The vote was 5-2 with council members David Carson and Hank Myers voting no. Both council members said they are against the initiative, but do not support the concept of telling people how to vote.
While discussing the issue, Carson said Redmond citizens are intelligent and able to make their own decisions and he didn’t see the council’s taking a stance as a necessity.
“(It’s a) principle thing on my part,” he said, explaining his no vote.
Myers added that he feels by taking an official stance, they are stepping beyond their role as City Council.
While council member Hank Margeson agreed that Redmond voters are intelligent, he said they also look to the Council for guidance. He added that the initiative would destroy the State Route 520 bridge from being built any time soon and would delay light rail from coming to Redmond, if not stop it altogether. Margeson said he thinks it is the Council’s responsibility to step forward and make a statement.
If passed, I-1125 would hinder tolling on roadways, including SR-520. The measure, which is backed by Tim Eyman, would prohibit vehicle toll revenue and motor vehicle fund revenue from being used for non-transportation purposes. Additionally, I-1125 would require that road and bridge tolls be set by the Legislature, instead of the state Transportation Commission, and be project specific. And according to analysis by the state Office of Financial Management (OFM), I-1125 would break apart the state’s vision of using tolls to help build highways.
Council member Pat Vache said if passed, I-1125 would “strangle the Pacific Northwest slowly,” which was why he voted to oppose the initiative.
Council member Kimberly Allen added that the initiative would directly affect Redmond. She said she thinks citizens would be curious about what the Council thinks about the measure, which was why she whole-heartedly supported the resolution to oppose I-1125.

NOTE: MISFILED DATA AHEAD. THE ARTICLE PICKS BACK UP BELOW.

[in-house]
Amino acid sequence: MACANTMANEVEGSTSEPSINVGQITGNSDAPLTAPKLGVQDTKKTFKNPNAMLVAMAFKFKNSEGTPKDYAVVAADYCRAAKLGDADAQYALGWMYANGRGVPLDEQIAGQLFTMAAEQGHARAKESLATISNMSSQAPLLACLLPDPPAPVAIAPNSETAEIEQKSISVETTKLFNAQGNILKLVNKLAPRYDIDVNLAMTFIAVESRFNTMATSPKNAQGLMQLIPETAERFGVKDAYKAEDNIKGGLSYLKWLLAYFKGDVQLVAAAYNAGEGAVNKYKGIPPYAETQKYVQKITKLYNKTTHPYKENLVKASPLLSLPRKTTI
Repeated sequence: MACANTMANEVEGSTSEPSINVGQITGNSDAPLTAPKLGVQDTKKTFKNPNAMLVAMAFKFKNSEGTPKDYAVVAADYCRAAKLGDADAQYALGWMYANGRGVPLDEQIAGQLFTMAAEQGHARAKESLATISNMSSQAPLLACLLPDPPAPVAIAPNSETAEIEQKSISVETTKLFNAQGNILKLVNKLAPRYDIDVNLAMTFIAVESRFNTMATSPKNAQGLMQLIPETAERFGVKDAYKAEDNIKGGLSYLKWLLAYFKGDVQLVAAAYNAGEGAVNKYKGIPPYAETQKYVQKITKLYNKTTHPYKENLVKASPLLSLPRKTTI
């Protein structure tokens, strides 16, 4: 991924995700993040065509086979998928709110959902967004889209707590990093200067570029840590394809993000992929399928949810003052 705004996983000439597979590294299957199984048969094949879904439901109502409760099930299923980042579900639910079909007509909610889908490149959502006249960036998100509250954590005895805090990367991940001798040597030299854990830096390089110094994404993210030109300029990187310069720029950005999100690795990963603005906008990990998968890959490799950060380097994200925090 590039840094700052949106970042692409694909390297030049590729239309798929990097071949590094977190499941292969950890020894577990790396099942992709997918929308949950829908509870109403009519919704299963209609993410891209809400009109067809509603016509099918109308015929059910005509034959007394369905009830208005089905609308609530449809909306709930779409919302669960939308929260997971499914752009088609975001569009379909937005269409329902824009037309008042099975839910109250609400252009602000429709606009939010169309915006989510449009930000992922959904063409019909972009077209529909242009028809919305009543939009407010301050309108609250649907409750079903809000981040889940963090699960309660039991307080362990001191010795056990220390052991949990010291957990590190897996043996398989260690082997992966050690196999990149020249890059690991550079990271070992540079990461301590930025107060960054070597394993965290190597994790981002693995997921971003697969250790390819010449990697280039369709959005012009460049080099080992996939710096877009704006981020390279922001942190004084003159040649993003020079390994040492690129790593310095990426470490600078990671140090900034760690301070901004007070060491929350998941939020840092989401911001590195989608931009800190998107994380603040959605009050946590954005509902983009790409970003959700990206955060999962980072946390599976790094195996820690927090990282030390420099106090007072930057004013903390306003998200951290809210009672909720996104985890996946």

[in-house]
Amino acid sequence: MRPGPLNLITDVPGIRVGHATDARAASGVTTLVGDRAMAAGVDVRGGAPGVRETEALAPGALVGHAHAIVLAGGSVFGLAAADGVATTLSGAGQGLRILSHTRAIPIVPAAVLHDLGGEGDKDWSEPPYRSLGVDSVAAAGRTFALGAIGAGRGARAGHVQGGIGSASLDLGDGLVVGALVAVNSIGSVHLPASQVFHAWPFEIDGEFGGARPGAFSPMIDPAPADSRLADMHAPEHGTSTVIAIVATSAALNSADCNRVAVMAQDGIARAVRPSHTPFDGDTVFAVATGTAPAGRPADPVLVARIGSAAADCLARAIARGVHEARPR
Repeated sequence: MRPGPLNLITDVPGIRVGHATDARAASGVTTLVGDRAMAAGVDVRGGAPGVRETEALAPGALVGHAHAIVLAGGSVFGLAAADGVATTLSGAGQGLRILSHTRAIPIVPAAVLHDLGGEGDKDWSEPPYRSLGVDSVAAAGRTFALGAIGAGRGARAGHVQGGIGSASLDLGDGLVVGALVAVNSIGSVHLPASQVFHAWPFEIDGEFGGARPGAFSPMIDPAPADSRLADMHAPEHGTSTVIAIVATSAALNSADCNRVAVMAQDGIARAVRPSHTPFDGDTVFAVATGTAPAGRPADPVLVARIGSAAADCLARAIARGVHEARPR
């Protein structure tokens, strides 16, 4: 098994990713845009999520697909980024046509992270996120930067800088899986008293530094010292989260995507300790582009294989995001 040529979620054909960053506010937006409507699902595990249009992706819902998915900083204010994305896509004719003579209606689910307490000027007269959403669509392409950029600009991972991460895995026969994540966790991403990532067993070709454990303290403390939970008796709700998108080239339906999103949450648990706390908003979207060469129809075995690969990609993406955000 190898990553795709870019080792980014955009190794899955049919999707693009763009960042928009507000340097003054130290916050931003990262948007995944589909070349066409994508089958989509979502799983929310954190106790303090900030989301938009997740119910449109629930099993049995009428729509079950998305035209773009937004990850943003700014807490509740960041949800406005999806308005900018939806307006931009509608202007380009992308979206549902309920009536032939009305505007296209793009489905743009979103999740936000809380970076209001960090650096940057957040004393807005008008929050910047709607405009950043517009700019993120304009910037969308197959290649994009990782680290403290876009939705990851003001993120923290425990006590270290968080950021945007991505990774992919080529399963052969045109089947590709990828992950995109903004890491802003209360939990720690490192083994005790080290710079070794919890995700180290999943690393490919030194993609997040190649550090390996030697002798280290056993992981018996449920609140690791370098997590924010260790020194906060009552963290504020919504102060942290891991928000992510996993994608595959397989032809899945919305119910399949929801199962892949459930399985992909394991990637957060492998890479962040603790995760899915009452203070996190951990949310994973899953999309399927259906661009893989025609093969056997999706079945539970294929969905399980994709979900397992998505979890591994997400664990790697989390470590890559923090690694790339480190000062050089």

“This initiative will cut the funding to (the SR-520) bridge,” she said.
While the Redmond City Council is against the initiative, Eyman points out that polls show I-1125 is gaining support because of its “common sense” policies, such as:
“Transportation money must be used for transportation, tolls on a project must go to the project, tolls must end once a project is paid for, and tolls must be the same for everyone — uniform and consistent. For 100 years, these were the rules that built the I-90 bridge, the 520 bridge, and the Tacoma Narrows Bridge. I-1125 simply keeps those tested, 100-year protections in effect. Tolls aren’t taxes and I-1125 keeps it that way.”
In other City Council news, members unanimously voted on Tuesday to continue the six-month moratorium on marijuana collective gardens in Redmond, after no one commented at Tuesday’s public hearing.
The state required the city to hold a public hearing within 60 days of setting the moratorium, which the Council passed in Aug. 16 to give the public an opportunity to comment on the issue — no one stepped up to comment.
State law allows marijuana collective gardens, where up to 10 qualifying medical patients to organize and form a collective cannabis garden containing up to 15 plants per person and a cap total of 45 plants.
City officials say the moratorium gives staff time to study the gray-area state law concerning marijuana collective gardens and the impacts they could have on the community before recommending any type of regulations.
City Council members also uninamously voted at Tuesday’s meeting to approve the Lake Washington School District‘s conditional-use permit and height variance for the new Rose Hill Middle School, which is scheduled to open fall 2013. Construction on the new building is scheduled to begin in April 2012.
The new building is part of the district’s modernization program, which was approved through a bond voters approved in 2006.